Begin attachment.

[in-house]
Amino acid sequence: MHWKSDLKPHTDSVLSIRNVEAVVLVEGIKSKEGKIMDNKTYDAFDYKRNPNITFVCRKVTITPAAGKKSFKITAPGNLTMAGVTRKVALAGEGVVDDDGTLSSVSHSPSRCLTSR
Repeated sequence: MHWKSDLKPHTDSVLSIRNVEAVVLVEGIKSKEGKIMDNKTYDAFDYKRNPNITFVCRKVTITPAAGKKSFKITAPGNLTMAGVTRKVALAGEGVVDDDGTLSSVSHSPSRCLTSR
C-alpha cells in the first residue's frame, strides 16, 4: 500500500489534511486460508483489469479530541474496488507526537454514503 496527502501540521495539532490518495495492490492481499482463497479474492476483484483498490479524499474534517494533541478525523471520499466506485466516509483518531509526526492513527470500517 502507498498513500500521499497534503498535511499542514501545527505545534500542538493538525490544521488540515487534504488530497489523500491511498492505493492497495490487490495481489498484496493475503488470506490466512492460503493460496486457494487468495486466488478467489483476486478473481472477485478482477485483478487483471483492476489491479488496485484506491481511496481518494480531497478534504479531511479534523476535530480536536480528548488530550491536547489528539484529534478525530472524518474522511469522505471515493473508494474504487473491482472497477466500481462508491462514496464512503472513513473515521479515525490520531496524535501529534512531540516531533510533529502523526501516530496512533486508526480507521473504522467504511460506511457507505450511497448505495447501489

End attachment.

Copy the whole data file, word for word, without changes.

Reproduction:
[in-house]
Amino acid sequence: MHWKSDLKPHTDSVLSIRNVEAVVLVEGIKSKEGKIMDNKTYDAFDYKRNPNITFVCRKVTITPAAGKKSFKITAPGNLTMAGVTRKVALAGEGVVDDDGTLSSVSHSPSRCLTSR
Repeated sequence: MHWKSDLKPHTDSVLSIRNVEAVVLVEGIKSKEGKIMDNKTYDAFDYKRNPNITFVCRKVTITPAAGKKSFKITAPGNLTMAGVTRKVALAGEGVVDDDGTLSSVSHSPSRCLTSR
C-alpha cells in the first residue's frame, strides 16, 4: 500500500489534511486460508483489469479530541474496488507526537454514503 496527502501540521495539532490518495495492490492481499482463497479474492476483484483498490479524499474534517494533541478525523471520499466506485466516509483518531509526526492513527470500517 502507498498513500500521499497534503498535511499542514501545527505545534500542538493538525490544521488540515487534504488530497489523500491511498492505493492497495490487490495481489498484496493475503488470506490466512492460503493460496486457494487468495486466488478467489483476486478473481472477485478482477485483478487483471483492476489491479488496485484506491481511496481518494480531497478534504479531511479534523476535530480536536480528548488530550491536547489528539484529534478525530472524518474522511469522505471515493473508494474504487473491482472497477466500481462508491462514496464512503472513513473515521479515525490520531496524535501529534512531540516531533510533529502523526501516530496512533486508526480507521473504522467504511460506511457507505450511497448505495447501489